The chapter on urban resiliency highlights the benefits of what, to many, seem to be little more than decorations: the trees and plants in the city. “When people think of nature, they don’t really think of cities,” Stevenson said. But trees in cities clean the air, prevent floods, reduce the impact of rain, provide shade and habitat, store carbon, and can be temperature controls. They provide ecosystem services both in the city and in the forest.
“There is a lot of wildlife in cities,” Stevenson said. “And it’s where most people live … where people are most likely to have a positive relationship with nature … those positive relationships are critical because they have health benefits to people.”
The researchers also explored the commercialization of plants and barriers to nature-inspired innovation, including issues around patenting genetic information and considering the contributions of local, traditional and Indigenous knowledge of plant use.
“I think it is a real shame that more plant and fungus derived materials aren’t subject to appropriate patents, because it would increase the economic value of biodiversity,” Monique Simmonds, deputy director of science at RBG Kew wrote. “More people would realise the potential plants and fungi have, because many of those patents would have resulted in some form of commercialisation. And provided appropriate systems were in place, that would result in money going back to the place where the biodiversity came from.”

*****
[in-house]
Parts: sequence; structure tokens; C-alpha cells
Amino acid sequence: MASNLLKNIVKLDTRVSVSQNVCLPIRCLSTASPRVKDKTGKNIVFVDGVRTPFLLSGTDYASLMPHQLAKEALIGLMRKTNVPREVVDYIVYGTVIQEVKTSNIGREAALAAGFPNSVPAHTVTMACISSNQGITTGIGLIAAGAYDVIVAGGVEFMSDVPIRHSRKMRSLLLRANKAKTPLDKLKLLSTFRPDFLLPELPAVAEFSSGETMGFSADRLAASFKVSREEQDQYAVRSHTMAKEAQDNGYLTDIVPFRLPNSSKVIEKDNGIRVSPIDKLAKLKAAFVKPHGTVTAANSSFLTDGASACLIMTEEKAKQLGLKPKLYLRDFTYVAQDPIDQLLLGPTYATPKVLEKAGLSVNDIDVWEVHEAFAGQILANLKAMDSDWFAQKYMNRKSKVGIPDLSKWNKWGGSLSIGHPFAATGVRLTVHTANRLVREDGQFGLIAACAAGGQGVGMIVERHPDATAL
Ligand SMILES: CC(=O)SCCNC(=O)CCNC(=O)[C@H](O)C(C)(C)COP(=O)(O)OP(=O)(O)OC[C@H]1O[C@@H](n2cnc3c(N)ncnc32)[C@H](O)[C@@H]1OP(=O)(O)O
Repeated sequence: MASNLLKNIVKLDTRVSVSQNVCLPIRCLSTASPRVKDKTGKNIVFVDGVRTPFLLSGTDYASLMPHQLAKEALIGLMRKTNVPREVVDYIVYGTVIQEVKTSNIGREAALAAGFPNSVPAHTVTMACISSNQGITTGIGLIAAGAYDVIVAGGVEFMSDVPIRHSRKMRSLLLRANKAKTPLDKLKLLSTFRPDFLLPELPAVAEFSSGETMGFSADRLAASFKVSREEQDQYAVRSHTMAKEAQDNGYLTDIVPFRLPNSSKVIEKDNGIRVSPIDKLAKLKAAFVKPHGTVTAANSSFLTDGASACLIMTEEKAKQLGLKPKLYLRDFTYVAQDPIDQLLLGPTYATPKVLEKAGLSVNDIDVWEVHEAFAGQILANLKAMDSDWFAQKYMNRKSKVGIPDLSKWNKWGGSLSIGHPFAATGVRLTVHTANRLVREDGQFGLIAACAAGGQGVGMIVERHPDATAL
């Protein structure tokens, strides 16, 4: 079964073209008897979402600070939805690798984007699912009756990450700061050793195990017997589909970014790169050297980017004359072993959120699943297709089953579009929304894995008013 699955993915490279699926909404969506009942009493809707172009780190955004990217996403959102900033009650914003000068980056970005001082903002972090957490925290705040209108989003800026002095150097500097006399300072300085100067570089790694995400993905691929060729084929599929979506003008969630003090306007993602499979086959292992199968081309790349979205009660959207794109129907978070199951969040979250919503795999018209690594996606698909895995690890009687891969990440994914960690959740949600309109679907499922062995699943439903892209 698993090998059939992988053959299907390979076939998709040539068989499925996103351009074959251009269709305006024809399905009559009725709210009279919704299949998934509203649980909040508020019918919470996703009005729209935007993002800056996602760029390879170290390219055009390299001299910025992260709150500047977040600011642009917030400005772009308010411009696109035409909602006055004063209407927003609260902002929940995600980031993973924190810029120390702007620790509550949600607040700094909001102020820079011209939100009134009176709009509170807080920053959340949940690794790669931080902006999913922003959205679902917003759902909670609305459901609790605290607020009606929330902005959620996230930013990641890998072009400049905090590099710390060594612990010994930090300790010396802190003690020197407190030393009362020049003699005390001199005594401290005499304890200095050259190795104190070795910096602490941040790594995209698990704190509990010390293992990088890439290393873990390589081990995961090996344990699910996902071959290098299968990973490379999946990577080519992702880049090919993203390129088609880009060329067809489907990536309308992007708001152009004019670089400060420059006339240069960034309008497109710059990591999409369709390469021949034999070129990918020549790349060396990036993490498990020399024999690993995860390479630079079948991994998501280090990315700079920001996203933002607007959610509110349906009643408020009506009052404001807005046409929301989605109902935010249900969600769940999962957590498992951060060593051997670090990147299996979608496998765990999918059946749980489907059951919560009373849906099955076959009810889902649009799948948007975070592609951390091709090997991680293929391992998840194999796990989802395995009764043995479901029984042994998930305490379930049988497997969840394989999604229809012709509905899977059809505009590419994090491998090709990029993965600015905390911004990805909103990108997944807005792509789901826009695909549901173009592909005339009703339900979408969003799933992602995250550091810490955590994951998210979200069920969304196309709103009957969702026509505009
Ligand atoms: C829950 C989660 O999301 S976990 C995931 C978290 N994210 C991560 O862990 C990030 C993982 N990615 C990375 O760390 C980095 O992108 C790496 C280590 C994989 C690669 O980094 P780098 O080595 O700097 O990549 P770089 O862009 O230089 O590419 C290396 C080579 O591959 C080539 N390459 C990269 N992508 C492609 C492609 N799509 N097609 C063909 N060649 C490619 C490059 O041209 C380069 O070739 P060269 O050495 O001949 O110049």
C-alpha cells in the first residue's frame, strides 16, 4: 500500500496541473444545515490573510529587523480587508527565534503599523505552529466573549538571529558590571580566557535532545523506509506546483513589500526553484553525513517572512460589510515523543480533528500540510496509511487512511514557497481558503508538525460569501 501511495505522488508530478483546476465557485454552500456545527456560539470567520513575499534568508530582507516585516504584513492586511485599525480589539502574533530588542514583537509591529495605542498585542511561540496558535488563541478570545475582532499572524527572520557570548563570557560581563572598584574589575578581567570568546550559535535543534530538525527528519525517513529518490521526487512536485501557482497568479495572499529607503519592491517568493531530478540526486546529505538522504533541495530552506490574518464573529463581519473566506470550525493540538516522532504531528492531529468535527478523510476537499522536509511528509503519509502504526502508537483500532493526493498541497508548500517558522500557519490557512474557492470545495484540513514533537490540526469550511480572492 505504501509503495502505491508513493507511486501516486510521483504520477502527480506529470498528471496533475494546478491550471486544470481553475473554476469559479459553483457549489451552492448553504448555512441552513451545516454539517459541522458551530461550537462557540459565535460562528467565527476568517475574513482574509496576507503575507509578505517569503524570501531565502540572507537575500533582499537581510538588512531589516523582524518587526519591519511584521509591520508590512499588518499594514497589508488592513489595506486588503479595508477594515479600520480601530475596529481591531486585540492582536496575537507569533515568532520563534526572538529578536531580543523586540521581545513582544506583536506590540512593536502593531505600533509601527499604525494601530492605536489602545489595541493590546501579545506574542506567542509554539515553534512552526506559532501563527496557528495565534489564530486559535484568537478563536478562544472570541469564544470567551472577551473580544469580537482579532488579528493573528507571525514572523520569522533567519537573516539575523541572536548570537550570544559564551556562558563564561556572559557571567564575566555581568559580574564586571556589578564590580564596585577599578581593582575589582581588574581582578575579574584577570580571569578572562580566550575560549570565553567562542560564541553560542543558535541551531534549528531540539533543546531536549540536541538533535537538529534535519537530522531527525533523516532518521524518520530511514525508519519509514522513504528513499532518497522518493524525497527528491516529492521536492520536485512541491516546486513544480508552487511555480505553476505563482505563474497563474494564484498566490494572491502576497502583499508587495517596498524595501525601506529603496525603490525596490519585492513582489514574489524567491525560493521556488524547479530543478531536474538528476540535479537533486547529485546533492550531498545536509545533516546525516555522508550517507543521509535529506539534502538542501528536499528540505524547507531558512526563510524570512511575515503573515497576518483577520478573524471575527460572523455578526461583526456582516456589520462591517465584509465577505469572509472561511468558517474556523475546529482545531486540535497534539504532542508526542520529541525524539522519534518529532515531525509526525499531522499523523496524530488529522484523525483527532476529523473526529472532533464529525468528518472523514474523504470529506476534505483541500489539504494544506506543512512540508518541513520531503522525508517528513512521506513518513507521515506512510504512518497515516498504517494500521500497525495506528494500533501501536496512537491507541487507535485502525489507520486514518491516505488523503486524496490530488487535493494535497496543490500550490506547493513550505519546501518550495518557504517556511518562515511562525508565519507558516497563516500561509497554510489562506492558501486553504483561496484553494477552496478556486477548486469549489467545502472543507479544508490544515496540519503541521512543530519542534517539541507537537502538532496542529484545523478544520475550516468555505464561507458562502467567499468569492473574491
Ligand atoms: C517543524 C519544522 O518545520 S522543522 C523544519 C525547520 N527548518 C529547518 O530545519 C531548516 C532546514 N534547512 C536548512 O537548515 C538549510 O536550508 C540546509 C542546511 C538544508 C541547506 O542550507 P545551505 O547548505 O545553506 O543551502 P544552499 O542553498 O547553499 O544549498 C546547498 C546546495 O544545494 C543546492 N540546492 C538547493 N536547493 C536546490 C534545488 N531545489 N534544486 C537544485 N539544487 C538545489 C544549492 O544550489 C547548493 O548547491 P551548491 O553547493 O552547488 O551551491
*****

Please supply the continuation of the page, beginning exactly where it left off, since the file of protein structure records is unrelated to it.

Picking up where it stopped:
Though the riches of the plant and fungal world are undeniable, humanity is in a race against time to find, name and conserve these treasures before they are lost. Some are proponents of a “rapid triage” approach, using artificial intelligence to identify priority conservation hotspots.
And the emphasis is on the word rapid, as nearly 40% of plant species are estimated to be threatened with extinction and extinction pressures such as climate change and habitat loss are accelerating. This new percentage estimate is much higher than 2016 estimates, due in part to a new approach that corrects biases in data that previously meant certain areas of the world, as well as certain plant groups, may have been under- or over accounted for.
Among those at risk for extinction are 723 medicinal plants, though the actual number of threatened plants that have medicinal value is likely much higher. Out of 25,791 documented medicinal plants, only 5,4011 plant and six fungal species have been assessed for their conservation status.
Some examples include a plant used traditionally for circulatory disorders, Brugmansia sanguinea, which is now listed as extinct in the wild by the IUCN. Other at-risk species mentioned are Nepenthes khasiana, traditionally used for skin diseases, and the black pepper bark tree (Warburgia salutaris), a traditional remedy for colds and coughs.
One fungal species known to have strong antimicrobial properties, the parasitic, wood-inhabiting eburiko (Fomitopsis officinalis), has already been pushed to the edge of extinction.
When we lose these organisms, we lose valuable medicines, foods and ecosystem services. But it’s important to remember that nature has intrinsic value on its own, unrelated to humans, said Alexandre Antonelli, director of science at Kew.
“We share this planet with millions of other species, many of which existed long before us. Despite the fact that an exploitative view of nature has deep roots in our society, most people today would agree that we have no moral right to obliterate a species — even if it has no immediate benefit to us,” Antonelli wrote in the introduction to the report.
“Ultimately, the protection of biodiversity needs to embrace our ethical duty of care for this planet as well as our own needs.”
Royal Botanic Gardens, Kew. (2020). State of the world’s plants and fungi 2020. doi:10.34885/172
Liz Kimbrough is a staff writer for Mongabay. Find her on Twitter @lizkimbrough